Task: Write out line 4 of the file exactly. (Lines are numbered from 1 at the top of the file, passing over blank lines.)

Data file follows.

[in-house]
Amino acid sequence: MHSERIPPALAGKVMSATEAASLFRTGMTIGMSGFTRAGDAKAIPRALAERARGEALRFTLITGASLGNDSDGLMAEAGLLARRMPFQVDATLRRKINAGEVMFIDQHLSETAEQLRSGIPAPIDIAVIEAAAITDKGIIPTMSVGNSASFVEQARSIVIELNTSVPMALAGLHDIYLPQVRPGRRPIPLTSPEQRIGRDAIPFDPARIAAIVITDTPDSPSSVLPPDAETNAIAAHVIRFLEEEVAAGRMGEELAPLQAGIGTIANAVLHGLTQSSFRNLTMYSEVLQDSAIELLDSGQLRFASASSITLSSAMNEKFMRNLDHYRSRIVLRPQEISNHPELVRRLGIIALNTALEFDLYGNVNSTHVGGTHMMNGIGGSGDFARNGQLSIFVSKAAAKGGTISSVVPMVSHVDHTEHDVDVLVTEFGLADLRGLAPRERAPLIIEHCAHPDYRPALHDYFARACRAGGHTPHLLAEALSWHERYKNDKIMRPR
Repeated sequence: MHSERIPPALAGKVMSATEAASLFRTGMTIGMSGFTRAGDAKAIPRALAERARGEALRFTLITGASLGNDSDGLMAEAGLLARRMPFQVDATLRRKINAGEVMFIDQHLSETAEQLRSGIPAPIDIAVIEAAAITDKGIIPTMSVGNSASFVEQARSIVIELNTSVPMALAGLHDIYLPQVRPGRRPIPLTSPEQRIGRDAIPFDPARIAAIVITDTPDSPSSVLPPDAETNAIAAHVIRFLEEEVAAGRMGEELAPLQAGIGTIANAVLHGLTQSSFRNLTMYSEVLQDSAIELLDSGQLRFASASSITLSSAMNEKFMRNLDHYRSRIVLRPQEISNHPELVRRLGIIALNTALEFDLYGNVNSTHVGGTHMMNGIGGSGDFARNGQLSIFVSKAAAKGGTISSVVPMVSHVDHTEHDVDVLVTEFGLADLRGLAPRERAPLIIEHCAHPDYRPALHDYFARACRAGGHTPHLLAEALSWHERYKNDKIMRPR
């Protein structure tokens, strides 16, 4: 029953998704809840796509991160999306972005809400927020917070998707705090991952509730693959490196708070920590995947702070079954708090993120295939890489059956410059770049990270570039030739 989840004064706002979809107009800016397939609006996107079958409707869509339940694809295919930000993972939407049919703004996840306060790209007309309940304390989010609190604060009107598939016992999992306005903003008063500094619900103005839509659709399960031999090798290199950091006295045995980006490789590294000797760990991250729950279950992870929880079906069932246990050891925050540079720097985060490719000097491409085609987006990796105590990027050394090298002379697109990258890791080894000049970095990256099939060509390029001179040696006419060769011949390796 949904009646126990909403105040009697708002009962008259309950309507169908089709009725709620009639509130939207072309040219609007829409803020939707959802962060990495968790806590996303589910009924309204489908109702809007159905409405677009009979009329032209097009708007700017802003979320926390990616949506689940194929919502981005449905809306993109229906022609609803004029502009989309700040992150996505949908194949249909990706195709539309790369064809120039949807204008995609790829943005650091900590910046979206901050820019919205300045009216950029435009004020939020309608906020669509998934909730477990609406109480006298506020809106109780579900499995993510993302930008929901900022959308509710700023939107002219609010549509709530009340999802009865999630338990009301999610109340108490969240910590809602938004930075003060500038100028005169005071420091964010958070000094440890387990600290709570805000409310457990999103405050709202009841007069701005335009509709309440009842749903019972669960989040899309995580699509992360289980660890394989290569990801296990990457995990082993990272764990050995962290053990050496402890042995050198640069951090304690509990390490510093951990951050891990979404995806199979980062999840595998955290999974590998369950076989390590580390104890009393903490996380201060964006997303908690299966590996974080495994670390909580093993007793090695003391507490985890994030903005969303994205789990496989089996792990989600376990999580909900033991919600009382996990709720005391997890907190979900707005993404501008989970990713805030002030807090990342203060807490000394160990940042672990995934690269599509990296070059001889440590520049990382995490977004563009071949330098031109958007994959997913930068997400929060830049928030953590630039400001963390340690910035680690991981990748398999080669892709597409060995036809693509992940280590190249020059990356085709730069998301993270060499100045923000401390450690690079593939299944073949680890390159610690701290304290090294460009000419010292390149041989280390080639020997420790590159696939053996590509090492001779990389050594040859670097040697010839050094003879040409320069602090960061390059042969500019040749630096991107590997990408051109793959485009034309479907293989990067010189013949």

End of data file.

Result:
């Protein structure tokens, strides 16, 4: 029953998704809840796509991160999306972005809400927020917070998707705090991952509730693959490196708070920590995947702070079954708090993120295939890489059956410059770049990270570039030739 989840004064706002979809107009800016397939609006996107079958409707869509339940694809295919930000993972939407049919703004996840306060790209007309309940304390989010609190604060009107598939016992999992306005903003008063500094619900103005839509659709399960031999090798290199950091006295045995980006490789590294000797760990991250729950279950992870929880079906069932246990050891925050540079720097985060490719000097491409085609987006990796105590990027050394090298002379697109990258890791080894000049970095990256099939060509390029001179040696006419060769011949390796 949904009646126990909403105040009697708002009962008259309950309507169908089709009725709620009639509130939207072309040219609007829409803020939707959802962060990495968790806590996303589910009924309204489908109702809007159905409405677009009979009329032209097009708007700017802003979320926390990616949506689940194929919502981005449905809306993109229906022609609803004029502009989309700040992150996505949908194949249909990706195709539309790369064809120039949807204008995609790829943005650091900590910046979206901050820019919205300045009216950029435009004020939020309608906020669509998934909730477990609406109480006298506020809106109780579900499995993510993302930008929901900022959308509710700023939107002219609010549509709530009340999802009865999630338990009301999610109340108490969240910590809602938004930075003060500038100028005169005071420091964010958070000094440890387990600290709570805000409310457990999103405050709202009841007069701005335009509709309440009842749903019972669960989040899309995580699509992360289980660890394989290569990801296990990457995990082993990272764990050995962290053990050496402890042995050198640069951090304690509990390490510093951990951050891990979404995806199979980062999840595998955290999974590998369950076989390590580390104890009393903490996380201060964006997303908690299966590996974080495994670390909580093993007793090695003391507490985890994030903005969303994205789990496989089996792990989600376990999580909900033991919600009382996990709720005391997890907190979900707005993404501008989970990713805030002030807090990342203060807490000394160990940042672990995934690269599509990296070059001889440590520049990382995490977004563009071949330098031109958007994959997913930068997400929060830049928030953590630039400001963390340690910035680690991981990748398999080669892709597409060995036809693509992940280590190249020059990356085709730069998301993270060499100045923000401390450690690079593939299944073949680890390159610690701290304290090294460009000419010292390149041989280390080639020997420790590159696939053996590509090492001779990389050594040859670097040697010839050094003879040409320069602090960061390059042969500019040749630096991107590997990408051109793959485009034309479907293989990067010189013949």